(3) To your main concern, saying “the conlang community’s fixation on starting with sound” is, to put it mildly, unfair. I start with the sound system in the spoken conlangs I do, and I mostly do spoken conlangs. If I’m writing a book on how to create a language, that’s where I start, because I’m writing it. But just because I do it that way doesn’t mean most do. Even if you go to a forum or mailing list and you see most people falling into that pattern, that doesn’t mean that’s representative of the community either, because there are any number of people who simply aren’t replying or aren’t volunteering their methods. We’ve had the discussion within the community time and time again about where one starts a conlang, and there’s a significant chunk that start with the syntax. They’ll use English words or just nonce forms to realize the grammatical idea they’re interested in, and only grudgingly turn to the phonology after they’re done. Some don’t even get that far, because their interest wanes when it comes to phonology. This split even exists in linguistics, where we refer to P people (phonetics/phonology) and S people (syntax/semantics). Ask any linguist: these camps don’t always understand one another. The same is true in conlanging. A P person sees an S person’s awesome subordinate clause marking system with a makeshift phonology and says, “Is that your phonology? It’s a little unrealistic.” An S person looks at a P person’s incredible naturalistic vowel harmony system and says, “Why waste your time on that if you’re not even going to speak it? It obscures the morphology. I can’t make heads or tails of it. Just show me the interlinear.” And these are all hearing conlangers! If you’re only finding conlangers who are talking about phonology, then you need to look for other conlangers—like the Jeff Jones and Gary Shannon type of conlangers. This was, admittedly, an easier task when the community was smaller—before social media, ironically. But I swear to you: There are TONS of conlangers who share your interests.

(4) There are also lots of spoken conlangs that don’t bother too much about phonology. There are minimalist conlangs which, by definition, don’t really have a lot of material to work with, so there’s not much to design/learn in the way of phonology (e.g. three vowels, seven or eight consonants, no consonant clusters). There are also a priori auxlangs or otherwise non-natural spoken languages where you don’t find assimilation or dissimilation, or anything like that. If there are five vowels and ten consonants with ©V© syllables, then there are 555 possible syllables (if I counted right), and every syllable is valid and pronounced exactly as it’s supposed to be, and can occur next to any other syllable. Then there are other conlangs with complex but non-natural phonologies, where there are many distinctions to be made (many of which wouldn’t exist in a natural language), and the speaker must make them. I’m thinking of Ithkuil. There, is admittedly, some small amount of variation is allowed, but otherwise the way that sounds are arranged is almost mathematical. There is no concern for how the sounds fit together, or whether two words sound too similar: The grammar says what sounds go where, and that is that. Any type of project like I’ve described above incorporates aural phonology but in a way that I think makes a little more sense to an S person.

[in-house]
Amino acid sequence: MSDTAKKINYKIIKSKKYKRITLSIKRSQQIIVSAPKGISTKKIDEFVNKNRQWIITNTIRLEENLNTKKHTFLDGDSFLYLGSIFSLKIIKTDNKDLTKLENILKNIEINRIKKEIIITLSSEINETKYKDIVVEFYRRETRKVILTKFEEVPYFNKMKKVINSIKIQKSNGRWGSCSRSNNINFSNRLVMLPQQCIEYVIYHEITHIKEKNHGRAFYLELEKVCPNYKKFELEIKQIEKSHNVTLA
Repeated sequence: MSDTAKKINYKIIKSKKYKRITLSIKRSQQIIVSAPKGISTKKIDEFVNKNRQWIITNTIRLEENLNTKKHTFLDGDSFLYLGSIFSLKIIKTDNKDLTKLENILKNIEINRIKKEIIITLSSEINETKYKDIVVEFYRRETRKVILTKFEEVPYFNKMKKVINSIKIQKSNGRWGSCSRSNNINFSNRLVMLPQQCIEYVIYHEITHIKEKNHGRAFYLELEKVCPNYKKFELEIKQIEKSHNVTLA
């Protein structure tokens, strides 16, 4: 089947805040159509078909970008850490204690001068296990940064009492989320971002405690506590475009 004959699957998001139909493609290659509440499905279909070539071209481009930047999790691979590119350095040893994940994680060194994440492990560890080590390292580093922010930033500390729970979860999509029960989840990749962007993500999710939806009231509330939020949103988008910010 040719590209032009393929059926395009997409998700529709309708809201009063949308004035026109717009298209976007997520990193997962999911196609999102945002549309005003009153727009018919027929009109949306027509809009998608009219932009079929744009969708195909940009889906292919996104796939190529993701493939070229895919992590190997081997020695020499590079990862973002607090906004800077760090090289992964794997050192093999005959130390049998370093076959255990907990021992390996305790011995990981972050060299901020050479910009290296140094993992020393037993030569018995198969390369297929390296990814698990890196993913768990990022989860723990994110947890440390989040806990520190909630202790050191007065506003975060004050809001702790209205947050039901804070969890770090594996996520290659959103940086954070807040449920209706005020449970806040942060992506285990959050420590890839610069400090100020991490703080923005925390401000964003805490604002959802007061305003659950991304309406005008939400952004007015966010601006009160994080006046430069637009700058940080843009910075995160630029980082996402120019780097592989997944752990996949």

***

If you have a particular project in mind but the approaches you’ve seen don’t match it, do a little digging and find a similar project, and see how they got going. If you have the start of something and want to know about a similar project, just send another ask, and I’ll see what I can find (most of the early conlangers have websites that are still up. Btw, newer conlangers: Even though no one does websites anymore, we need a way to see your work! Hunting through Tumblr posts/tweets/FB group posts doesn’t work!). But if I can add a tl;dr to this: THERE IS NO RIGHT OR WRONG WAY TO CONLANG! You’re good, I swear! And hey, if no one can approach the way you want, why not invent it yourself and detail it? You may be creating a method/approach that will be a great help to others down the line!

It is late now, I am a bit tired; the sky is irritated by stars. And I love you, I love you, I love you – and perhaps this is how the whole enormous world, shining all over, can be created – out of five vowels and three consonants.

npr.org
The Khoisan Once Were Kings Of The Planet. What Happened?

Today I found another good example of why popular science reporting should always be taken with a grain of salt–even if the statements are made by “a professor." 

I taught English composition for the first time this semester, and I was surprised by how little students questioned news reporting. They believed that there was far more expertise and fact-checking behind stories than there really is.

I had to tell them that often, journalists get things wrong; they have to write about many different subjects, and it’s impossible for them to have a good understanding of all of them. That there are financial and cultural constraints that work against rigorous fact-checking.